THEN....And Now Jim Coppoc
Jim Coppoc is a common fixture at just about every sporting event in Concordia, from grade school athletics to college games. He and his wife Joyce will also travel long distances to watch local athletes and family compete at out-of-town events.
"I haven't missed a state track meet in 60 years," Coppoc said proudly.
Supporting the athletic endeavors of the youth of his beloved town has always been an integral part of Jim Coppoc's life.
Raised in Belpre, Kansas, a town about 70 miles west of Hutchinson - current population 83 - Coppoc had a very rural upbringing. "I farmed with my dad and uncle. I loved to run in the country."
A standout athlete at Belpre High School, Coppoc also played the coronet in band, sang in the glee club, and performed in school plays. He was named to the All-League teams in football and basketball, and the Southwest All-Area football team as a running back.
"That one surprised me," he said with a laugh, "because I was a SLOW running back."
Coppoc attended Ottawa University, where he competed in football, basketball, and track. It's also where he met his wife Joyce.
"Before I left for college, my mother told me not to date any juniors or seniors," Joyce Coppoc said. "I was at the library one day, and this guy named Jim asked me to go to the movies. I went back to the dorms and told my sister, and she said: 'You're not going to go out with him, are you?'"
This December 29, the Coppocs will have been married 56 years.
"It was a two o'clock wedding, but her parents told me to be there at three," Jim Coppoc said with a grin. "They were hoping I'd be late."
A self-deprecating sense of humor is almost always part of a conversation with Jim Coppoc. His former students and athletes still refer to him as "coach", and still remember 'the look' - Coppoc's way of letting a misbehaving youngster know that things needed to quickly change.
After he graduated from college, Coppoc taught science and physical education at Princeton, Kansas, a small town about 10 miles south of Ottawa. He also coached junior high track, football, and basketball by himself, with no assistants.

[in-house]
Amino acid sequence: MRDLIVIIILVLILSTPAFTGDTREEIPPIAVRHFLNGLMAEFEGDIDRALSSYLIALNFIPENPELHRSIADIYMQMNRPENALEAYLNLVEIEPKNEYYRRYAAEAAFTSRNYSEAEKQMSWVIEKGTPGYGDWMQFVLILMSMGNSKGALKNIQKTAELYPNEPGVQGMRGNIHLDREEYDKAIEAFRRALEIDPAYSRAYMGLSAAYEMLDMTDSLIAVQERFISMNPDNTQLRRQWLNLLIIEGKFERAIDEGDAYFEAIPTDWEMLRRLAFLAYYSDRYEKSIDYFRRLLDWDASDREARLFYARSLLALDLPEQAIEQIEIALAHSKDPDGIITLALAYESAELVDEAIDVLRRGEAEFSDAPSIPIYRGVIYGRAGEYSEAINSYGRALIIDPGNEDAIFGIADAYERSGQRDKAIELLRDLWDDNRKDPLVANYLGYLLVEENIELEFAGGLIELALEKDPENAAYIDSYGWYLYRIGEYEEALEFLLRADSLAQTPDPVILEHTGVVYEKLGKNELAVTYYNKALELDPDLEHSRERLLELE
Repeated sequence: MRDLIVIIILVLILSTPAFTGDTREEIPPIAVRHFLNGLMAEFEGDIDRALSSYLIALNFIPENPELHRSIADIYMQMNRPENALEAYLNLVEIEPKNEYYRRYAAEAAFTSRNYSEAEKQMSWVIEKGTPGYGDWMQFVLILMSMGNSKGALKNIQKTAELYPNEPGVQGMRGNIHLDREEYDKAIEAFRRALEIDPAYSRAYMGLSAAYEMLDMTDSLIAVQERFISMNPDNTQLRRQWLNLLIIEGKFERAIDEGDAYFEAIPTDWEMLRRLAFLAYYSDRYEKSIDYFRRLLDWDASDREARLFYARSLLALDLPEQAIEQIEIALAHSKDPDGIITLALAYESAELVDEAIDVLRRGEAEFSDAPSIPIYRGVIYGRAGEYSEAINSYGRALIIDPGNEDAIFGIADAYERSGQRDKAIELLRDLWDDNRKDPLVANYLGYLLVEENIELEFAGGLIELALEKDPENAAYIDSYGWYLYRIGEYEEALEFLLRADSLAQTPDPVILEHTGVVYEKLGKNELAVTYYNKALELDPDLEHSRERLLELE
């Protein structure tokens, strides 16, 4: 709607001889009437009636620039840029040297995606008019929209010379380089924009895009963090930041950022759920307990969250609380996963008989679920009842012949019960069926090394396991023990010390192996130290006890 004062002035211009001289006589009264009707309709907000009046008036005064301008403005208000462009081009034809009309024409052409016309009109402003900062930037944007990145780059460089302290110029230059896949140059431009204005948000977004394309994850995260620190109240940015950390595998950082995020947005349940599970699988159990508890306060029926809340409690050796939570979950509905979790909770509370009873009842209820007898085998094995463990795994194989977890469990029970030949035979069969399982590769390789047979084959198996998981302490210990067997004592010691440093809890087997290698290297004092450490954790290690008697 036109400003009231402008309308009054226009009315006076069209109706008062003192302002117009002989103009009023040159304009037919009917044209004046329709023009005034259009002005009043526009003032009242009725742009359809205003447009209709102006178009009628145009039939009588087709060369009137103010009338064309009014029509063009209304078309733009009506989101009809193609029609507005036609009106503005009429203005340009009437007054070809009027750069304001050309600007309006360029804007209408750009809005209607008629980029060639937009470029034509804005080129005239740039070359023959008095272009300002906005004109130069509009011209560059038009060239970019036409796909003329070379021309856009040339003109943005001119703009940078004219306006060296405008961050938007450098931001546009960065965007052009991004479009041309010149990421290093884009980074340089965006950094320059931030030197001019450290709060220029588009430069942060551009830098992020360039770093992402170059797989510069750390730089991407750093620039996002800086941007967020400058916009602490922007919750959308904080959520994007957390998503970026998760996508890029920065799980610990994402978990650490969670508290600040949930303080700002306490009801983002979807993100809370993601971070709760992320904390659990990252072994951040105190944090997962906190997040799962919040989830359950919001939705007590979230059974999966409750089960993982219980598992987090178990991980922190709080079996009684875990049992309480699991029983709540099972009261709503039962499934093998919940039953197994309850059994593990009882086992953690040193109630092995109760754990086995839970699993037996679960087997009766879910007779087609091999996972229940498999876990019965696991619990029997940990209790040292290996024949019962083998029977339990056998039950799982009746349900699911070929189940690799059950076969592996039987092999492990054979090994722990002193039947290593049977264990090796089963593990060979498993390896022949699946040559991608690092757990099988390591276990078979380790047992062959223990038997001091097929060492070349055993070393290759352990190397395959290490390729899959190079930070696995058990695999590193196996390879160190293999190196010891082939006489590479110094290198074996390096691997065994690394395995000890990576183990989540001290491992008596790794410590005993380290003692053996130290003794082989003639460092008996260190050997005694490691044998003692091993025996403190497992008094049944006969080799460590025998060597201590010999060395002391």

He earned his master's degree in Physical Education from Emporia State in 1967, and in May of 1968, he and Joyce moved to Concordia, her hometown. Coppoc taught 7th grade science and coached junior high track, freshman basketball, freshman football, and coached the varsity jumpers on the high school track team. He counts numerous state qualifiers from his track & field squads, and one state champion in the pole vault.
"I like all sports," Coppoc admits. "But if I had to pick a favorite, it would probably be track-and-field."
Coppoc spent six years in the Concordia school system teaching and coaching. In 1974 he stepped away from it all to farm full-time.
In 1980, Coppoc Sports & Awards was founded. "The idea for the sporting goods store came from Joyce's mother," Coppoc said. "I think it was her way of trying to get rid of me."
The Coppocs ran the business from their house for the first few years. In 1984 they opened their store on 6th Street. Before Walmart, before the internet and online shopping, Coppoc Sports was the omnipresent sporting goods business in Concordia and, literally, a billboard for the town's sporting life.
"Joyce kept a personal-best records board in the store," Coppoc said. "Kids would always pop in to update their record for an event."
The store, and its customers, anchored the Coppocs' life in Concordia. "It really helped us stay active with all the sports in town. So many of the kids would come to the store and we really enjoyed visiting with them. And of course Larry (Hamel) was there for 14 years and became such an important part of our business."
In 2007 the Coppocs sold the store to Larry and Tammy Hamel, but kept the awards portion of the business, which they renamed Altius Awards. From its current location at the corner of 6th Street and Washington, Jim, Joyce, and their son Scott offer practically any kind of award, trophy, plaque, or medal needed for an event.
Jim Coppoc still goes to work every day. "Joyce and Scott run the business. They keep me around to do the engraving and put the plaques together."
For over a half-century, Jim Coppoc has kept a watchful eye on the sporting life in Concordia. Now 77 years old, he is grateful for the wonderful life his family has experienced. "I love this town and the people of the town. We have wonderful friends and customers, and they're what keep us going."
When Coppoc looks back on 51 years of sports in Concordia, he smiles a lot but frowns sometimes - such is the cycle of change in a small rural town.
"The number of kids who go out for sports - for all activities - has declined. The town is smaller, but we used to have separate teams for freshman, junior varsity, and varsity in just about every sport. The schools just don't have the number of kids that participate anymore."
But Coppoc's biggest regret is a personal one. "When I look back on it all now, I wish I had stayed in coaching more. I really enjoyed working with the kids. I missed it then, and I still miss it now. So I go watch them compete every chance I get."
That is the essence of Jim Coppoc. He is now, and has always been, a super-fan of Concordia sports. "We're going to keep going to every event we can as long as the Good Lord allows us. I love to support the kids. I just like being there and watching them compete, watching them improve every year. I've seen a lot of good kids stand at the top of a podium, and it doesn't get any better than that."
If there was ever an awards podium built for fans, Jim Coppoc would be standing at the top of it.